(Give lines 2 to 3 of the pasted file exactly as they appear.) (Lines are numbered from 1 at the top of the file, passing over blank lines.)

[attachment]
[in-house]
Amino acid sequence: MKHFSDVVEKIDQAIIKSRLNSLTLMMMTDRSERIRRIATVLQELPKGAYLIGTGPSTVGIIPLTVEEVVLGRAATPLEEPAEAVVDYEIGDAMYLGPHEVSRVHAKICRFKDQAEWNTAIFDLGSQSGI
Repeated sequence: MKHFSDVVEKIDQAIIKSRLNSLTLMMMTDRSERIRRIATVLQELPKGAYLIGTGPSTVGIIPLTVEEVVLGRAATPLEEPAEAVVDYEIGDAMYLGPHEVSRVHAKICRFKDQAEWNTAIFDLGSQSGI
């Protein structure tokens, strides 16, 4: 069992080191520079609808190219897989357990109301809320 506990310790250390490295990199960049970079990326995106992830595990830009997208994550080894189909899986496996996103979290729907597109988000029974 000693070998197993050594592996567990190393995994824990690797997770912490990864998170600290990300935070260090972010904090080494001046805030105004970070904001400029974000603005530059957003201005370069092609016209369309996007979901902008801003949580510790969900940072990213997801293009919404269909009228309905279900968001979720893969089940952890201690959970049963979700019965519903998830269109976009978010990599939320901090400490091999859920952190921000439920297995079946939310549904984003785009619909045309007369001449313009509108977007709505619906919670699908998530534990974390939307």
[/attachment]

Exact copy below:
Amino acid sequence: MKHFSDVVEKIDQAIIKSRLNSLTLMMMTDRSERIRRIATVLQELPKGAYLIGTGPSTVGIIPLTVEEVVLGRAATPLEEPAEAVVDYEIGDAMYLGPHEVSRVHAKICRFKDQAEWNTAIFDLGSQSGI
Repeated sequence: MKHFSDVVEKIDQAIIKSRLNSLTLMMMTDRSERIRRIATVLQELPKGAYLIGTGPSTVGIIPLTVEEVVLGRAATPLEEPAEAVVDYEIGDAMYLGPHEVSRVHAKICRFKDQAEWNTAIFDLGSQSGI